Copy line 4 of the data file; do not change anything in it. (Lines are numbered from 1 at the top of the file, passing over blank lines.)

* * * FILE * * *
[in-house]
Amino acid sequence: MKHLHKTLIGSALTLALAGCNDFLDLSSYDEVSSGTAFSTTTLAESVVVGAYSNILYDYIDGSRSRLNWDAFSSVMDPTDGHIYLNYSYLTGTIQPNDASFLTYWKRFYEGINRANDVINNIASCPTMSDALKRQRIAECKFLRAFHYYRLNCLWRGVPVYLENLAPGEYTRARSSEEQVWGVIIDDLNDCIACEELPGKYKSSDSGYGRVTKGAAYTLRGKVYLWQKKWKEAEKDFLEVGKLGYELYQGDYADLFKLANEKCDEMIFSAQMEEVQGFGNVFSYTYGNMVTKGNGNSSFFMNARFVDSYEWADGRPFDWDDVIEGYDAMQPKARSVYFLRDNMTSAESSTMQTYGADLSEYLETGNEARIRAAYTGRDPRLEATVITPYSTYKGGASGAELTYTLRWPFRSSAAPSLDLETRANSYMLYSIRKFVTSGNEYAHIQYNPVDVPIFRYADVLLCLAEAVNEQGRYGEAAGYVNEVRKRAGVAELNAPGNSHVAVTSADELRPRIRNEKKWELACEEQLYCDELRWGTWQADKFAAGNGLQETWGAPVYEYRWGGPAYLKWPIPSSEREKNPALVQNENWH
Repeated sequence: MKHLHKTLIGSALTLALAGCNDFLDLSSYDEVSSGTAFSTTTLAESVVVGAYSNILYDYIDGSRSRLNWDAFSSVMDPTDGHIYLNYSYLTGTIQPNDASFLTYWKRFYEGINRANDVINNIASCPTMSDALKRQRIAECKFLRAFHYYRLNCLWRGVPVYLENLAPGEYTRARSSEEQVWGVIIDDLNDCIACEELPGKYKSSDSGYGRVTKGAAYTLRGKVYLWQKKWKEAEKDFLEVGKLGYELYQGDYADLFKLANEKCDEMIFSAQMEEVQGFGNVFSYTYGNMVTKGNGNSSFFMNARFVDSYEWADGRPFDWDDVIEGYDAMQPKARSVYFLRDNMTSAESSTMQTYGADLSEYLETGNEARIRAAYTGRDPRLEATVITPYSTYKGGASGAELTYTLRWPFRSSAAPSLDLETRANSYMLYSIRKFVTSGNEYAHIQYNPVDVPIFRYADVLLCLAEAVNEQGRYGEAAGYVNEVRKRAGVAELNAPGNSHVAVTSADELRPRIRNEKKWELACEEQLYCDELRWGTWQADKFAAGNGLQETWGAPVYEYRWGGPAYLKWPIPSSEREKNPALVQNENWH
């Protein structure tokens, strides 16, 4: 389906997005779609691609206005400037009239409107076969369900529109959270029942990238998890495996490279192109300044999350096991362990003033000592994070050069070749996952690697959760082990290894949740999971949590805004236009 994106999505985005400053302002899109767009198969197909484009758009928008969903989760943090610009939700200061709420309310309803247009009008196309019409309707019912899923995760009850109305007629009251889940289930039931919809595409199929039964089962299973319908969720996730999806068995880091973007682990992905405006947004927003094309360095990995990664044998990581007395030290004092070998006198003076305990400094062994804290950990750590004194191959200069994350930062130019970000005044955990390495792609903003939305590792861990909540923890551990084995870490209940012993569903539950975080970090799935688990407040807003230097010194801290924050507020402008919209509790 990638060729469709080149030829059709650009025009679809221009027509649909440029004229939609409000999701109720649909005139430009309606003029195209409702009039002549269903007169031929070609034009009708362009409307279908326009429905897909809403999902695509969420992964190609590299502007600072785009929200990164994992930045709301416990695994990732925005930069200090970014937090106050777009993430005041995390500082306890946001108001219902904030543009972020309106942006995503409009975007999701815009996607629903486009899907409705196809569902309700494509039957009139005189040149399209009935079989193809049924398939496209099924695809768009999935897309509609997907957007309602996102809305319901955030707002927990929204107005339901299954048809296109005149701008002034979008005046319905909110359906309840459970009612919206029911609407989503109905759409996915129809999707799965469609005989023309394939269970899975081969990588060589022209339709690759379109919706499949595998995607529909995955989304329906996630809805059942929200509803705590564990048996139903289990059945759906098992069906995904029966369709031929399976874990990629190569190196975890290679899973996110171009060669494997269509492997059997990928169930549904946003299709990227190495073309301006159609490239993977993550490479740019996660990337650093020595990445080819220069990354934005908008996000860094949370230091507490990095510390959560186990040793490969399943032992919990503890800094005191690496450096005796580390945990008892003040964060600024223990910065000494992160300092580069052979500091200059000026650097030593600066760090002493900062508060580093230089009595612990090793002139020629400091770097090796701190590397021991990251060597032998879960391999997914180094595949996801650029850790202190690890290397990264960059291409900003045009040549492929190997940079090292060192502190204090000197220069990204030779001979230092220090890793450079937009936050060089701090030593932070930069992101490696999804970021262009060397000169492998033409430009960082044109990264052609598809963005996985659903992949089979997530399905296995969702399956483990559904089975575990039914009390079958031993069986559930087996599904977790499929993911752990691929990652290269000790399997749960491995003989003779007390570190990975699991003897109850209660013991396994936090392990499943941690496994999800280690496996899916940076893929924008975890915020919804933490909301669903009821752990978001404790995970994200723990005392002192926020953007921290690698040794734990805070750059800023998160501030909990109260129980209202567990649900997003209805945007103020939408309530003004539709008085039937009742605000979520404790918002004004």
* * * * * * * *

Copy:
């Protein structure tokens, strides 16, 4: 389906997005779609691609206005400037009239409107076969369900529109959270029942990238998890495996490279192109300044999350096991362990003033000592994070050069070749996952690697959760082990290894949740999971949590805004236009 994106999505985005400053302002899109767009198969197909484009758009928008969903989760943090610009939700200061709420309310309803247009009008196309019409309707019912899923995760009850109305007629009251889940289930039931919809595409199929039964089962299973319908969720996730999806068995880091973007682990992905405006947004927003094309360095990995990664044998990581007395030290004092070998006198003076305990400094062994804290950990750590004194191959200069994350930062130019970000005044955990390495792609903003939305590792861990909540923890551990084995870490209940012993569903539950975080970090799935688990407040807003230097010194801290924050507020402008919209509790 990638060729469709080149030829059709650009025009679809221009027509649909440029004229939609409000999701109720649909005139430009309606003029195209409702009039002549269903007169031929070609034009009708362009409307279908326009429905897909809403999902695509969420992964190609590299502007600072785009929200990164994992930045709301416990695994990732925005930069200090970014937090106050777009993430005041995390500082306890946001108001219902904030543009972020309106942006995503409009975007999701815009996607629903486009899907409705196809569902309700494509039957009139005189040149399209009935079989193809049924398939496209099924695809768009999935897309509609997907957007309602996102809305319901955030707002927990929204107005339901299954048809296109005149701008002034979008005046319905909110359906309840459970009612919206029911609407989503109905759409996915129809999707799965469609005989023309394939269970899975081969990588060589022209339709690759379109919706499949595998995607529909995955989304329906996630809805059942929200509803705590564990048996139903289990059945759906098992069906995904029966369709031929399976874990990629190569190196975890290679899973996110171009060669494997269509492997059997990928169930549904946003299709990227190495073309301006159609490239993977993550490479740019996660990337650093020595990445080819220069990354934005908008996000860094949370230091507490990095510390959560186990040793490969399943032992919990503890800094005191690496450096005796580390945990008892003040964060600024223990910065000494992160300092580069052979500091200059000026650097030593600066760090002493900062508060580093230089009595612990090793002139020629400091770097090796701190590397021991990251060597032998879960391999997914180094595949996801650029850790202190690890290397990264960059291409900003045009040549492929190997940079090292060192502190204090000197220069990204030779001979230092220090890793450079937009936050060089701090030593932070930069992101490696999804970021262009060397000169492998033409430009960082044109990264052609598809963005996985659903992949089979997530399905296995969702399956483990559904089975575990039914009390079958031993069986559930087996599904977790499929993911752990691929990652290269000790399997749960491995003989003779007390570190990975699991003897109850209660013991396994936090392990499943941690496994999800280690496996899916940076893929924008975890915020919804933490909301669903009821752990978001404790995970994200723990005392002192926020953007921290690698040794734990805070750059800023998160501030909990109260129980209202567990649900997003209805945007103020939408309530003004539709008085039937009742605000979520404790918002004004």